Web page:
Injury or Fatality on Cathedral Peak Yesterday?


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climber a single wide......
Topic Author's Original Post - Aug 28, 2017 - 11:53am PT
Ryan Dacey was on the SE Butt of Cathedral Peak yesterday. He reported that a big block from higher on the route came off and hit a lady who was following pitch 1.

SAR evaluated her via helicopter. Ryan said she was initially conscious, but was became unresponsive and others performed CPR for a time prior to evac.

Please be careful, everybody!


Sport climber
Aug 28, 2017 - 11:59am PT
Hopefully she's alright.

That peak is loved to death and unfortunately it was only a matter of time till something like that happened.

Quite possibly the biggest cluster f*#k climb in the park.

Aug 28, 2017 - 12:00pm PT
R.I.P. sorry .....

Trad climber
Santa Cruz, California
Aug 28, 2017 - 12:19pm PT
Sad, be careful out there. My condolences to those that lost a loved one and a friend.

Edit; Sorry, should have posted the above here.


Social climber
Aug 28, 2017 - 12:21pm PT
hey there say, sewellymon... :(
very sad to hear this...

condolences and prayers, as family and loved ones,
must go onward, without her... :(

thank you for letting folks know...
sometimes, longtime friends surface later, and they
only LEARN of a loss, by 'on line' shares...

things like this, really do help more than folks know...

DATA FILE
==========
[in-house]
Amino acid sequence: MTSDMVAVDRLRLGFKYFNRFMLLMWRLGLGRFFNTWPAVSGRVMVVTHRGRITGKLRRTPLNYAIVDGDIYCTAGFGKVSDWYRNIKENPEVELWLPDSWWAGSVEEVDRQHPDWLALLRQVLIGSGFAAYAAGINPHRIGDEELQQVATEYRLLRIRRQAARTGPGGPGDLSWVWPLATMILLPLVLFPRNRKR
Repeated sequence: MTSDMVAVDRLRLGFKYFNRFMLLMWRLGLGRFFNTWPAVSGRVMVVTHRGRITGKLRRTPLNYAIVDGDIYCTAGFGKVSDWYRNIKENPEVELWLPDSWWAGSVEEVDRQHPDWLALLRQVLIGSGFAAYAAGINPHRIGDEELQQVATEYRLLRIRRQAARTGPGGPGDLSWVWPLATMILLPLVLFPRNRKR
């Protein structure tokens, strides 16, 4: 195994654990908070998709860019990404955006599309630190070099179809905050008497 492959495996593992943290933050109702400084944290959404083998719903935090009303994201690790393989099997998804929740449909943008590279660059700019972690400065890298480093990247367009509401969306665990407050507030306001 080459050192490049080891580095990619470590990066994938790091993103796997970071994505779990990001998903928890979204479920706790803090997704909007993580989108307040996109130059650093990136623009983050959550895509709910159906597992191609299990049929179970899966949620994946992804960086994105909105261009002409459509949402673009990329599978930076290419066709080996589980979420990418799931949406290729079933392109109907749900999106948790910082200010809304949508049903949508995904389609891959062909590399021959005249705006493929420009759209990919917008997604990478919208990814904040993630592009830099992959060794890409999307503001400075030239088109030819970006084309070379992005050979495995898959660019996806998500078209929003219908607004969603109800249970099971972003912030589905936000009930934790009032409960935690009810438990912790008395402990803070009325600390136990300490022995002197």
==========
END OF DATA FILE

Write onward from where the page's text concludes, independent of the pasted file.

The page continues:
Social climber
Desolation Basin, Calif.
Aug 28, 2017 - 12:22pm PT
I hope she recovers. It has been a harsh year in the Sierra.
ron gomez

Trad climber
Aug 28, 2017 - 12:32pm PT
I think Werner answered that one Gary.

Mountain climber
Aug 28, 2017 - 01:41pm PT
you have got to be kidding me...

Trad climber
Nothing creative to say
Aug 28, 2017 - 01:44pm PT
Rest well.

I'm reminded of how delicate block placements can be. Leader skills include rope management to prevent loose stuff from coming down. Or at least try to. Just a reminder, not saying that's what occurred.

Big Wall climber
modesto, ca
Aug 28, 2017 - 02:34pm PT
My partner and I arrived were here just a little after the accident. Such a sad situation. My heart goes out to everyone involved.

It may not be much comfort at the moment, but from my perspective everyone present did everything they could have done to help. Anyone in that situation would be lucky to have such a great group of people around. I just want to offer my support to anyone that needs it, in any way that I can.

Again, Be Safe Out There.

Climb On!


The Good Places
Aug 28, 2017 - 02:46pm PT
peace upon those involved.

we have all seen those blocks, touched them and recoiled. the potentiality of perched beings and blocks is part of why we do what we do. So sorry to hear of this awful outcome and can't help but to wave my misanthropic freak flag in this moment.

Trad climber
Monrovia, California
Aug 28, 2017 - 03:01pm PT
Sad, hope the person that dislodged the block knows that they killed her, whatever the circumstance.

The fact is that we don't know why the block cut loose. Sometimes they just go.

Social climber
carmel, ca
Aug 28, 2017 - 03:20pm PT

We should all rethink any post if it might come across as judgmental or assign unfair blame and may exacerbate the feelings of guilt and loss for all involved.

Doubt very, very much that anyone was grossly negligent and we should remember that every party below another assumes the risk of potential rockfall.